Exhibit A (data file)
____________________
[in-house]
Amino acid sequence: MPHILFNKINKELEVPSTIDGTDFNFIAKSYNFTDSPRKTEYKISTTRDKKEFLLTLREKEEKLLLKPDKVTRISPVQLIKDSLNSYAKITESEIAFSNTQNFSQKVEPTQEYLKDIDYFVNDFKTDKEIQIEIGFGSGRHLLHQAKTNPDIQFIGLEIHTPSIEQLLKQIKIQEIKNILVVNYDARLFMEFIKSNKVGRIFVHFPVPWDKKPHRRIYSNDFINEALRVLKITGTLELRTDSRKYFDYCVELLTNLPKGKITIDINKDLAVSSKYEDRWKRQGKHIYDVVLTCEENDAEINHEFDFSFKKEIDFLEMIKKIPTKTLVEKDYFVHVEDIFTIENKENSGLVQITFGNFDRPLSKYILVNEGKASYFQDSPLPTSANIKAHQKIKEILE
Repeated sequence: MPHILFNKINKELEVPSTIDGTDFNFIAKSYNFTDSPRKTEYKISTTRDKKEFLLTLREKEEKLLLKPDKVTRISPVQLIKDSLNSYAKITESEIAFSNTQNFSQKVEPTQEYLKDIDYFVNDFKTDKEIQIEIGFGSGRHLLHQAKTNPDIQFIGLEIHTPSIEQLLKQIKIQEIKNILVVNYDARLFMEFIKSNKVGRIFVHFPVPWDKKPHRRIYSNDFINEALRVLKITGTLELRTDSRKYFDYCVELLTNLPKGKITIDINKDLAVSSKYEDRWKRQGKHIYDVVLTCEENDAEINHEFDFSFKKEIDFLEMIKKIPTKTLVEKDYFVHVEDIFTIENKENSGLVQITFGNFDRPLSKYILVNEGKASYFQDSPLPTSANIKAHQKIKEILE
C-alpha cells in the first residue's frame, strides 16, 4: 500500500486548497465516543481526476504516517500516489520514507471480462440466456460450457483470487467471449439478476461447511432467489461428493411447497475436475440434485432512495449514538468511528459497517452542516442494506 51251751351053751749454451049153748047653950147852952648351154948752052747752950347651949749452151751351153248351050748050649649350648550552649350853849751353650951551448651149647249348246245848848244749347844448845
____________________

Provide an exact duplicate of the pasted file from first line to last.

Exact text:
[in-house]
Amino acid sequence: MPHILFNKINKELEVPSTIDGTDFNFIAKSYNFTDSPRKTEYKISTTRDKKEFLLTLREKEEKLLLKPDKVTRISPVQLIKDSLNSYAKITESEIAFSNTQNFSQKVEPTQEYLKDIDYFVNDFKTDKEIQIEIGFGSGRHLLHQAKTNPDIQFIGLEIHTPSIEQLLKQIKIQEIKNILVVNYDARLFMEFIKSNKVGRIFVHFPVPWDKKPHRRIYSNDFINEALRVLKITGTLELRTDSRKYFDYCVELLTNLPKGKITIDINKDLAVSSKYEDRWKRQGKHIYDVVLTCEENDAEINHEFDFSFKKEIDFLEMIKKIPTKTLVEKDYFVHVEDIFTIENKENSGLVQITFGNFDRPLSKYILVNEGKASYFQDSPLPTSANIKAHQKIKEILE
Repeated sequence: MPHILFNKINKELEVPSTIDGTDFNFIAKSYNFTDSPRKTEYKISTTRDKKEFLLTLREKEEKLLLKPDKVTRISPVQLIKDSLNSYAKITESEIAFSNTQNFSQKVEPTQEYLKDIDYFVNDFKTDKEIQIEIGFGSGRHLLHQAKTNPDIQFIGLEIHTPSIEQLLKQIKIQEIKNILVVNYDARLFMEFIKSNKVGRIFVHFPVPWDKKPHRRIYSNDFINEALRVLKITGTLELRTDSRKYFDYCVELLTNLPKGKITIDINKDLAVSSKYEDRWKRQGKHIYDVVLTCEENDAEINHEFDFSFKKEIDFLEMIKKIPTKTLVEKDYFVHVEDIFTIENKENSGLVQITFGNFDRPLSKYILVNEGKASYFQDSPLPTSANIKAHQKIKEILE
C-alpha cells in the first residue's frame, strides 16, 4: 500500500486548497465516543481526476504516517500516489520514507471480462440466456460450457483470487467471449439478476461447511432467489461428493411447497475436475440434485432512495449514538468511528459497517452542516442494506 51251751351053751749454451049153748047653950147852952648351154948752052747752950347651949749452151751351153248351050748050649649350648550552649350853849751353650951551448651149647249348246245848848244749347844448845